It’s not often that you come across a book with a name like this: Forbidden in KL, Astro Boy rides the kingdom of Wave To Sky on a grasshopper. It’s a bite of a title, although it also carries its alternate name, Malaysia in fifteen postcards, which basically sums up what it is.
This “art book”, written by Ong Kar Jin, digital researcher, Simon Soon, university researcher, and Lim Sheau Yun, architectural researcher, presents snippets of the history of our country, with images and text from support for each decade from the 1880s to the present day. It has punched pages, so every picture can be torn like a postcard.
Most of the images are from the independent Malaysia Design Archive, with a few from private collections and public institutions. For example, the 1980s image is an ice cream wrapper, donated by Goh Ewe Huat (a former owner of an ice cream factory) to Malaysia Design Archive, and the 1880s image is a photo by a grasshopper swatter from the collection of the British Museum.
âSome of them can seem rather random. Which is quite good! We wanted to somewhat replicate the joy of sifting through an archive or a flea market and stumbling upon something wonderful. You can draw your own lines through history, âsays Ong.
The title of the book, of course, is a mishmash of some of these images and what they represent.
Some other highlights include a 1940s lottery ticket, an emergency-era British Malaysia ration card, a 1990s punk concert poster, and a screaming 2019 sculpture by artist Hoo Fan Chon. which is a nod to the infamous Raja Bomoh Sedunia Nujum VIP who made headlines with his coconut rituals to “find” the missing MH370 plane and later to “defend” Malaysia from nuclear weapons North Korean.
Of course, titling a book Malaysia in fifteen postcards might be seen as a bold statement, Ong agrees.
âAfter all, how can we presume to only select 15 images that somehow represent the nation? Any attempt in this direction is doomed to exclude, to be open to debate, and indeed to be rather arbitrary.
âBut for many historians or storytellers, it’s very tempting to make it clear that these postcards somehow sum up each decade, with a ribbon on top. There is a desire to order, to order. make sense, categorize, “he says.
âBut the story is complicated. It can also be violent, in the way it can perpetuate narratives of hegemony and injustice or advance colonial ideas. Thus, the project of the book, in the choice of images and certainly of the perspective with which we choose to illuminate them, is to embrace this disorder and this arbitrariness.
“If history is to be so contrived, then let’s highlight at least one other way of looking at Malaysian history – whether through the lens of the little things (to tell the story of the Mahathir administration via a humble packaging of ice cream) or to consider the lower bellies (the dissent of punk rockers rebelling against the drumbeat of development) or those who have often been ignored (the unyielding gaze of a Malaise staring straight back at a camera colonial), âhe continues.
He adds that the 15 postcards aren’t meant to be exhaustive or authoritative, but they hope this series highlights an alternate take on what each decade was like.
âA lot of Malaysians tend to see old pictures or things and get nostalgic, like ‘What a mess, see lah, we were so xyz harmony harmony blah blah’.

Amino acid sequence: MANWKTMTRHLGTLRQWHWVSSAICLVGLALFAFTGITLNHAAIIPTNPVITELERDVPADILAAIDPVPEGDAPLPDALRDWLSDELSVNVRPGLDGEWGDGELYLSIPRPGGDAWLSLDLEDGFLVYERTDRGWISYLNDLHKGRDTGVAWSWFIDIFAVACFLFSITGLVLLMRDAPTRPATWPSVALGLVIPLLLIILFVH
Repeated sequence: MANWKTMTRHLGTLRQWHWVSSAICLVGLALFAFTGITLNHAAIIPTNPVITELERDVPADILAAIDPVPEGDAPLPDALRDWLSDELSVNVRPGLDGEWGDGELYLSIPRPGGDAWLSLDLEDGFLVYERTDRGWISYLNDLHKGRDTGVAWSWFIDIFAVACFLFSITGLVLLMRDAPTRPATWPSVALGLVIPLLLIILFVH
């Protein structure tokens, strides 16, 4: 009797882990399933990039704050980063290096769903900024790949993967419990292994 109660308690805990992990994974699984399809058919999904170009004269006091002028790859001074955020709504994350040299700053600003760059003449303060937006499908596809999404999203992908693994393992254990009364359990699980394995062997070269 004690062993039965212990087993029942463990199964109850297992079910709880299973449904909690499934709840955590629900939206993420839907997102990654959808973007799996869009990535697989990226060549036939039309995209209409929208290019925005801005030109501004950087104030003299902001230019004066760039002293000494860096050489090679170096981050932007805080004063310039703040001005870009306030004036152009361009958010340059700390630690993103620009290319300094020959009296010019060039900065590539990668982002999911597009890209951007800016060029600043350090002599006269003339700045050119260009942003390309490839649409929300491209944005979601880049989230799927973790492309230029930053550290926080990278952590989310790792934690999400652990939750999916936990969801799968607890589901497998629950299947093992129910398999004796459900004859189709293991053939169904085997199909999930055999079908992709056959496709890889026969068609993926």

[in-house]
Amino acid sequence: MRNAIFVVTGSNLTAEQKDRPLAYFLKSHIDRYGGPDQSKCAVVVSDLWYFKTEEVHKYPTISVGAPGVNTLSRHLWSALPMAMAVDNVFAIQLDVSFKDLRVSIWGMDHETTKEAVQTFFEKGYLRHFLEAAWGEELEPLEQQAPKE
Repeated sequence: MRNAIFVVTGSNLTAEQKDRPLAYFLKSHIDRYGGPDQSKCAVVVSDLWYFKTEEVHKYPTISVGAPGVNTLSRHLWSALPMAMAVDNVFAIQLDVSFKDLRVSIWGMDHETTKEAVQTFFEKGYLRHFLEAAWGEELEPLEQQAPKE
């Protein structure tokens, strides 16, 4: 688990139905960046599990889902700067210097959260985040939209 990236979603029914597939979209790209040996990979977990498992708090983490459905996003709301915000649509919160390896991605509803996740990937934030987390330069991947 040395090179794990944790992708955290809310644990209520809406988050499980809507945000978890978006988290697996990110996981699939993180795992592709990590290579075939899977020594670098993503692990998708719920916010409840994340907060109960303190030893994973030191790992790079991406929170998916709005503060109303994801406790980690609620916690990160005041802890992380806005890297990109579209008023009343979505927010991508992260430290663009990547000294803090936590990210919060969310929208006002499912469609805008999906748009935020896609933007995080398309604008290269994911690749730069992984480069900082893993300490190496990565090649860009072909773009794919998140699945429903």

âBut it’s obviously a kind of pink-tinted lens. Instead of causing nostalgia, we hope our book provokes reflection, a pause to consider the realm of the possible, and a critical reflection on what more âofficialâ stories often leave out, and the cost of that.
âAn analogy I often think of is that the taller the building, the longer the shadow it casts. Monumental and âbigâ stories often obscure the little things that are often just as important. Malaysians continue to live in the shadow of the Twin Towers; we wanted to explore what was left in their shadow, âhe says.
To write this book, the team spent entire afternoons rummaging through archives, browsing history blogs, and consulting picture books.
Each image that appeared served as a prompt from which to generate intricate and interwoven stories.
âAn example that I like to mention is ‘Malaysians’ by Mohamed Hoessein Enas, published in 1963, arguably the greatest portrait painter in the country. It features the most beautiful portraits of various Malaysians, from judges to hawkers. But in researching its publication emerges a very big political story: that of the Shell company which published the book and was deeply involved in pre-independence lobbying to preserve their oil rights in Malaysian waters, especially in the face of the encroachment of American competition in the form of Esso.
âSo it’s not just one story of this magnificent portrait, but through careful research we uncover a whole different story of politics, colonial interest and economic lobbying. I think it’s this winding journey of discovery and storytelling that is really fun and often unexpected, âsays Ong.
Malaysia in fifteen postcards, published by Cloud projects, is presented in English and Bahasa Malay. The BM translation is by Nadia Nasaruddin, with a design by Amanda Gayle.
No doubt history buffs, Malaysian fans and postcard collectors will appreciate this book, but it is designed to be accessible to a much wider audience.
âWe think about access in several ways. We believe in open access and copyleft practices, and that includes pirating our own book. This means that we are offering the PDF copy for free to everyone to download and keep forever.
âOf course, for those who can afford it, we also believe that a physical copy of the book is of great value. It’s a beautiful little book if I may say so myself and we want people to enjoy holding it, caressing it, seeing the beauty of the pictures and feeling that thrill and that happy coincidence of stumbling upon something. beautiful and unexpected, âsays Ong.